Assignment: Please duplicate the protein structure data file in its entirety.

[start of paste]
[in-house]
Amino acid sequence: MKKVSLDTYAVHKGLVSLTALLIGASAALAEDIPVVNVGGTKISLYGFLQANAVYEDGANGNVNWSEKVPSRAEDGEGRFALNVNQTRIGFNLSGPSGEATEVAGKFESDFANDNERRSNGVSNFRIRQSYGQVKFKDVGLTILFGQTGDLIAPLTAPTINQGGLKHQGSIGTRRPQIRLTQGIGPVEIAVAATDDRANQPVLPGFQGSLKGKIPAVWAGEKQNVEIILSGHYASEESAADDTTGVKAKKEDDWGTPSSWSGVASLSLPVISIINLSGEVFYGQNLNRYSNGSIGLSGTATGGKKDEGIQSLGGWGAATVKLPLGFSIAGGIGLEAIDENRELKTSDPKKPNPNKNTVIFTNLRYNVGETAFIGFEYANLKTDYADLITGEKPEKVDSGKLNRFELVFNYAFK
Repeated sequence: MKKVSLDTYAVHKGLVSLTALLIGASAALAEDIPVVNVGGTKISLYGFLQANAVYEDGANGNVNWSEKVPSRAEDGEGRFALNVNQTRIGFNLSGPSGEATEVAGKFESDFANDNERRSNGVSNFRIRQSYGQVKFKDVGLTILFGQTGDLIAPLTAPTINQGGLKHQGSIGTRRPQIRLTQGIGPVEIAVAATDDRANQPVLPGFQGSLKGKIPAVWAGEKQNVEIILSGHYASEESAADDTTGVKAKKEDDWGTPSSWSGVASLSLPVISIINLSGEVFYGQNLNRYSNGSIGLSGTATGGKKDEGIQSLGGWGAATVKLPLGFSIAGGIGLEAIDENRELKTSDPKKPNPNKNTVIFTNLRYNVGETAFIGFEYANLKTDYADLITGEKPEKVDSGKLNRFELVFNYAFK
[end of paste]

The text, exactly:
[in-house]
Amino acid sequence: MKKVSLDTYAVHKGLVSLTALLIGASAALAEDIPVVNVGGTKISLYGFLQANAVYEDGANGNVNWSEKVPSRAEDGEGRFALNVNQTRIGFNLSGPSGEATEVAGKFESDFANDNERRSNGVSNFRIRQSYGQVKFKDVGLTILFGQTGDLIAPLTAPTINQGGLKHQGSIGTRRPQIRLTQGIGPVEIAVAATDDRANQPVLPGFQGSLKGKIPAVWAGEKQNVEIILSGHYASEESAADDTTGVKAKKEDDWGTPSSWSGVASLSLPVISIINLSGEVFYGQNLNRYSNGSIGLSGTATGGKKDEGIQSLGGWGAATVKLPLGFSIAGGIGLEAIDENRELKTSDPKKPNPNKNTVIFTNLRYNVGETAFIGFEYANLKTDYADLITGEKPEKVDSGKLNRFELVFNYAFK
Repeated sequence: MKKVSLDTYAVHKGLVSLTALLIGASAALAEDIPVVNVGGTKISLYGFLQANAVYEDGANGNVNWSEKVPSRAEDGEGRFALNVNQTRIGFNLSGPSGEATEVAGKFESDFANDNERRSNGVSNFRIRQSYGQVKFKDVGLTILFGQTGDLIAPLTAPTINQGGLKHQGSIGTRRPQIRLTQGIGPVEIAVAATDDRANQPVLPGFQGSLKGKIPAVWAGEKQNVEIILSGHYASEESAADDTTGVKAKKEDDWGTPSSWSGVASLSLPVISIINLSGEVFYGQNLNRYSNGSIGLSGTATGGKKDEGIQSLGGWGAATVKLPLGFSIAGGIGLEAIDENRELKTSDPKKPNPNKNTVIFTNLRYNVGETAFIGFEYANLKTDYADLITGEKPEKVDSGKLNRFELVFNYAFK